Violence In Marjah Raises Questions About Stability

Afghan police and U.S. Marines patrol the city of Marjah i i

Afghan police and U.S. Marines patrol the city of Marjah in the Helmand province of Afghanistan in April 2010. Abdul Khaleq/AP hide caption

itoggle caption Abdul Khaleq/AP
Afghan police and U.S. Marines patrol the city of Marjah

Afghan police and U.S. Marines patrol the city of Marjah in the Helmand province of Afghanistan in April 2010.

Abdul Khaleq/AP

A small farming district in southern Afghanistan has become a gauge of progress in the Afghan war, but some U.S. officials say the area — and the violence there — need to be understood in a wider context.

NATO troops — primarily U.S. Marines — and Afghan security forces reclaimed Marjah from Taliban control in a short and violent offensive in February. The operation raised hopes that the area could quickly be restored to Afghan government control, and serve as a model for operations in Kandahar and other parts of the country.

Instead, Marjah has seen a resurgence of violence, and the effort to provide meaningful government services is taking longer than expected.

No one really disputes that Marjah is a violent place right now — U.S. Marines acknowledge that they're facing almost daily ambushes from Taliban fighters, and that roadside bombs are a constant threat.

The disagreement is over the meaning of the current level of violence — whether it's an expected stage in restoring the area to government control or a sign that even a big U.S. and Afghan troop presence isn't enough to provide security and stability or win the trust of the population.

At least some local people say the military operation there is failing. NPR's Afghan reporters in Kabul interviewed people in Marjah by cell phone because local people may face intimidation from the Taliban if they're seen talking directly with outsiders.

Haqyar, a 33-year-old merchant, says the security situation has deteriorated over the past few weeks. He says the Americans are staying closer to their bases because whenever they go out, they face attack by the Taliban.

He says the Taliban have threatened to retaliate against anyone who cooperates with the government.

Hameed, a 21-year-old farmer, says things have been slightly quieter in his area over the past week or so, but only because the Americans have limited their patrols and are staying in defensive positions.

When the Americans do come out, he says, they often get attacked, and innocent people are caught in the crossfire.

Lt. Col. Brian Christmas says his Marine battalion has, in fact, been out in a lot of places where the Taliban didn't expect them. "We're doing an awful lot right now," he says. "We've put forces, we've dedicated them there, forces that they're not used to seeing."

Christmas spoke on what he called "a bittersweet day," in which he had attended a memorial for one fallen Marine, then learned that another Marine and an Afghan army soldier had just been killed.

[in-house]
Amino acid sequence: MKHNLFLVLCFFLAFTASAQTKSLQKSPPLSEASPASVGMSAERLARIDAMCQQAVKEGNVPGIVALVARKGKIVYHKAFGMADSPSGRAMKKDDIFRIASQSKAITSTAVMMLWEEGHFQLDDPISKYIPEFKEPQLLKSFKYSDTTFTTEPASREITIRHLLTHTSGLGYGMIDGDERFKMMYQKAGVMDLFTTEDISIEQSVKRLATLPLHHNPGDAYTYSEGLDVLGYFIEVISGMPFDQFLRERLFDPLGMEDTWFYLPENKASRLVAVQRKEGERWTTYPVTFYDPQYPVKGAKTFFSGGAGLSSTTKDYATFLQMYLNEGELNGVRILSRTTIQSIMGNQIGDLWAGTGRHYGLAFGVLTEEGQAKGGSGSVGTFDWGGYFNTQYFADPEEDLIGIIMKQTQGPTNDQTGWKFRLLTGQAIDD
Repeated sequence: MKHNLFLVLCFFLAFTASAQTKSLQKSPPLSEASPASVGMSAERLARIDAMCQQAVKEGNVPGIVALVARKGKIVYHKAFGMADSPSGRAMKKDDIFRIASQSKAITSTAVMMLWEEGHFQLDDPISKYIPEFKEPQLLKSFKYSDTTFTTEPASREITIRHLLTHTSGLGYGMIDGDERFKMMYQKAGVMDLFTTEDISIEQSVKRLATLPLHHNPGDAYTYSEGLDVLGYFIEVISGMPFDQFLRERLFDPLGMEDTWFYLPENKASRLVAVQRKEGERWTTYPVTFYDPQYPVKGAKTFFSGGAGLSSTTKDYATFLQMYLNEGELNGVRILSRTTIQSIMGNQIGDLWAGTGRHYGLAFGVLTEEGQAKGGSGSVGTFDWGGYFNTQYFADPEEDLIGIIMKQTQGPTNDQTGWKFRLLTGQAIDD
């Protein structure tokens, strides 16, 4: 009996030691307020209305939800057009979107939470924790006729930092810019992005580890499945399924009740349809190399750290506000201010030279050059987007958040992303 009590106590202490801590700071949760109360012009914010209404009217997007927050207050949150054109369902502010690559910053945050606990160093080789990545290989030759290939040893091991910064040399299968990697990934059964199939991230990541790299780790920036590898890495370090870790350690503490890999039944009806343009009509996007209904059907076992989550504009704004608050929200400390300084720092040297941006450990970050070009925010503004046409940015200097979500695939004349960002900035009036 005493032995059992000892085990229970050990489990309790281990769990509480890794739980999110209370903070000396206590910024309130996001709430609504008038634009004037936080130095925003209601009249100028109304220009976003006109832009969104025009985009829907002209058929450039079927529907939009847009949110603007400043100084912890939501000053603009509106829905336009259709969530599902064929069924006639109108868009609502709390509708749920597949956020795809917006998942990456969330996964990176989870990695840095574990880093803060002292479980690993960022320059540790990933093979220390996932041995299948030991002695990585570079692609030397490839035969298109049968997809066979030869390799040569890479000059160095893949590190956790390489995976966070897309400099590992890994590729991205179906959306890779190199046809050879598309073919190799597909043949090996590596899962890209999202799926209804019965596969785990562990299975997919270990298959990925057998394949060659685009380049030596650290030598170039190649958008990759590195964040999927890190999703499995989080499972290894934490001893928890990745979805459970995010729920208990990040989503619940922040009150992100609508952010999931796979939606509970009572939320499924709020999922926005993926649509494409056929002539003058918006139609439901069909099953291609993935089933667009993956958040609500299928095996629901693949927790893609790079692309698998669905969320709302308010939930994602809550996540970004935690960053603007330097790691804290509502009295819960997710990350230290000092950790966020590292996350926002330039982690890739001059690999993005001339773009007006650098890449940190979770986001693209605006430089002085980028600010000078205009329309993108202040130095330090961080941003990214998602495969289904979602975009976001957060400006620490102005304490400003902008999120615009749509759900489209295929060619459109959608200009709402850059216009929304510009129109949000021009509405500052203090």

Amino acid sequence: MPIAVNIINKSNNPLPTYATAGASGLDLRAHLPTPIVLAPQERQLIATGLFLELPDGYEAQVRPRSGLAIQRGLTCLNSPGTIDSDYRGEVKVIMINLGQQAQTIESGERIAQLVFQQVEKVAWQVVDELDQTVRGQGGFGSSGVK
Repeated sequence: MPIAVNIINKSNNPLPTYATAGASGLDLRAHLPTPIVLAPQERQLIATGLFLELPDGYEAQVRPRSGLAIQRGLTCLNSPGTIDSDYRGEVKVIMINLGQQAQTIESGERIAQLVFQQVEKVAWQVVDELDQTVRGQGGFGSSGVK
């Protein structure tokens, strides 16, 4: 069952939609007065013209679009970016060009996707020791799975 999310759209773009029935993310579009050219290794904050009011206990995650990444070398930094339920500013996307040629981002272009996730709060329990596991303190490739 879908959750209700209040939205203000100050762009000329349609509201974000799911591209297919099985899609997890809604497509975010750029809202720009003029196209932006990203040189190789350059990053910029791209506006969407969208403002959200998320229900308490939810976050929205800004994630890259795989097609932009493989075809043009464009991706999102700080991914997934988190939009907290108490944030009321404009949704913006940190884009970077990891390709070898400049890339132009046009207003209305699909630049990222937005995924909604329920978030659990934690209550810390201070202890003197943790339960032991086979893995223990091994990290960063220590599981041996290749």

Still, he said, the day had a positive side, an instance in which Taliban fighters ordered local people to shut a popular open-air market and met with resistance.

"People started to close down their shops because they feared for their life," Christmas said. "Then, one of my elders got on the microphone, and he said, 'No, we're not doing it. We're not closing the shops. We're a community. Leave the shops open.' And most of them did."

Christmas says that, increasingly, local people have shown a willingness to stand up and publicly ally themselves with the Afghan government.

U.S. officials in the area say the intense media coverage of Marjah points up the violence without putting the struggle in context with other areas in central Helmand province that are now stable after having gone through less-publicized bouts of violence of their own.

Scott Dempsey is a USAID official who advised the Afghan district government in Nawa, a small farming town not far from Marjah. Allied troops drove the Taliban out of Nawa nearly eight months before Marjah, but Dempsey says it went through its own spasm of insurgent violence after that.

"When Nawa was cleared last July, many of the insurgents who were fighting in Nawa were able to flee to Marjah," he says, "and the malevolent influence of Marjah was around until February, when Marjah was cleared."

Dempsey says the capture of Marjah helped relieve pressure on Nawa, which is now stable and relatively prosperous, an indication of what he believes Marjah could be, given another six months or so.

Whether Marjah will be relevant in another six months is another question.

The NATO command is focusing on a much bigger task: uprooting Taliban militants from their spiritual home in Kandahar.

Commanders say that task has already begun, but it will be more focused on governance and rebuilding — and, hopefully, less violent than the offensive in Marjah.

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